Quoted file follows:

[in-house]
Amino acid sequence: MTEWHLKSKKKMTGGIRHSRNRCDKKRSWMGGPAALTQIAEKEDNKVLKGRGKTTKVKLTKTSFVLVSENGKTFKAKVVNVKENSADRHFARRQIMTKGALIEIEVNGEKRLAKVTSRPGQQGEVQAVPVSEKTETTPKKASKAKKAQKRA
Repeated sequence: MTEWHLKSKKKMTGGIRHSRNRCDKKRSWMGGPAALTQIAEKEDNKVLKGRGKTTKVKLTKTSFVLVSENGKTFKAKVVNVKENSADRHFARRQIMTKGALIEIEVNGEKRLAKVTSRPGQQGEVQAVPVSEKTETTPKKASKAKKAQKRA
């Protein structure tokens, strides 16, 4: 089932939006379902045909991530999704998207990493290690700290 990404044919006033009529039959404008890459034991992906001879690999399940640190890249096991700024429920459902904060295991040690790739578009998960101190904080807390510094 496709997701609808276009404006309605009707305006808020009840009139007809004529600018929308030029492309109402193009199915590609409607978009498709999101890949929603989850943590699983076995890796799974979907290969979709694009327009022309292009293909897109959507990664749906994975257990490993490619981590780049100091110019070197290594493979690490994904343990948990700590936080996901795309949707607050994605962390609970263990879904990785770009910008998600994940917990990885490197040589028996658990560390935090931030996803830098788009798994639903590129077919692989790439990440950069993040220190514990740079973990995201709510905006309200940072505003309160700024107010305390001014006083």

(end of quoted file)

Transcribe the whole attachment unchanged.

[in-house]
Amino acid sequence: MTEWHLKSKKKMTGGIRHSRNRCDKKRSWMGGPAALTQIAEKEDNKVLKGRGKTTKVKLTKTSFVLVSENGKTFKAKVVNVKENSADRHFARRQIMTKGALIEIEVNGEKRLAKVTSRPGQQGEVQAVPVSEKTETTPKKASKAKKAQKRA
Repeated sequence: MTEWHLKSKKKMTGGIRHSRNRCDKKRSWMGGPAALTQIAEKEDNKVLKGRGKTTKVKLTKTSFVLVSENGKTFKAKVVNVKENSADRHFARRQIMTKGALIEIEVNGEKRLAKVTSRPGQQGEVQAVPVSEKTETTPKKASKAKKAQKRA
């Protein structure tokens, strides 16, 4: 089932939006379902045909991530999704998207990493290690700290 990404044919006033009529039959404008890459034991992906001879690999399940640190890249096991700024429920459902904060295991040690790739578009998960101190904080807390510094 496709997701609808276009404006309605009707305006808020009840009139007809004529600018929308030029492309109402193009199915590609409607978009498709999101890949929603989850943590699983076995890796799974979907290969979709694009327009022309292009293909897109959507990664749906994975257990490993490619981590780049100091110019070197290594493979690490994904343990948990700590936080996901795309949707607050994605962390609970263990879904990785770009910008998600994940917990990885490197040589028996658990560390935090931030996803830098788009798994639903590129077919692989790439990440950069993040220190514990740079973990995201709510905006309200940072505003309160700024107010305390001014006083």